The Submarine in War and Peace: Its Development and its Possibilities by Simon Lake

The Submarine in War and Peace: Its Development and its Possibilities

bySimon Lake

Kobo ebook | March 8, 2015

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Title:The Submarine in War and Peace: Its Development and its PossibilitiesFormat:Kobo ebookPublished:March 8, 2015Language:English

The following ISBNs are associated with this title:

ISBN - 10:1465631887

ISBN - 13:9781465631886

Appropriate for ages: All ages

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From the Author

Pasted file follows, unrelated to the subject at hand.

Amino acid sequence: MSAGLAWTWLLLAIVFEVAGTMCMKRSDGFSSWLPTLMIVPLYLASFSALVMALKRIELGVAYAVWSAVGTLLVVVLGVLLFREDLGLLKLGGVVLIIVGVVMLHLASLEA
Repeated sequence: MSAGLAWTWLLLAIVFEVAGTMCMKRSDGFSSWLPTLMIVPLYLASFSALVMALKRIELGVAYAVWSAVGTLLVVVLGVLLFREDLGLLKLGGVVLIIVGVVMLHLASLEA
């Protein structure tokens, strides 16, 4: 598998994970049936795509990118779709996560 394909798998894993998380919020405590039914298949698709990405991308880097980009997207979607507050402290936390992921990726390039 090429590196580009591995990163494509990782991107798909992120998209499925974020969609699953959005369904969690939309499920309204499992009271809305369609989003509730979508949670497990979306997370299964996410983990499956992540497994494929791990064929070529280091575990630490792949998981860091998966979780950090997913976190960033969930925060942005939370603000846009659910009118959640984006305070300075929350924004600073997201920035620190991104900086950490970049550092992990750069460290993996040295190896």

Jules Verne, in 1898, cabled to a New York publication: "While my book, 'Twenty Thousand Leagues Under the Sea,' is entirely a work of the imagination, my conviction is that all I said in it will come to pass. A thousand-mile voyage in the Baltimore submarine boat (the Argonaut) is evidence of this. This conspicuous success of submarine navigation in the United States will push on under-water navigation all over the world. If such a successful test had come a few months earlier it might have played a great part in the war just closed (Spanish-American war). The next war may be largely a contest between submarine boats. Before the United States gains her full development she is likely to have mighty navies, not only on the bosom of the Atlantic and Pacific, but in the upper air and beneath the waters of the surface." The fantasy of Verne is the fact of to-day. Admiral Farragut, in 1864, entered Mobile Bay while saying: "Damn the torpedoes—four bells; Captain Drayton, go ahead; Jouett, full speed!" An admiral, in 1917, damns the torpedoes and orders full speed ahead, but not toward those points guarded by submarine torpedo boats. While the British Admiralty once held that the submarine "is the weapon of the weaker power and not our concern," to-day the British naval officers in the North Sea operations somewhat discredit the former official Admiralty stand that "we know all about submarines; they are weapons of the weaker power; they are very poor fighting machines and can be of no possible use to the mistress of the seas." Even as late as 1904 the submarine was not considered by naval authorities as a weapon of much value. A British admiral expressed his views on the submarine at that time in these words: "In my opinion, the British Admiralty is doing the right thing in building submarines, as in habituating our men and officers to them we shall more clearly realize their weaknesses when used against us. Even the weapon they carry (the Whitehead torpedo) is, to all intents and purposes, of unknown value for sea fighting." However, from the very outbreak of the war now being carried on in Europe, the submarine has made its presence felt as a most effective weapon. German submarines have translated into actuality the prophecies of Verne, and have altered the views not only of the English but of the world as to the efficacy of the submarine as a naval weapon.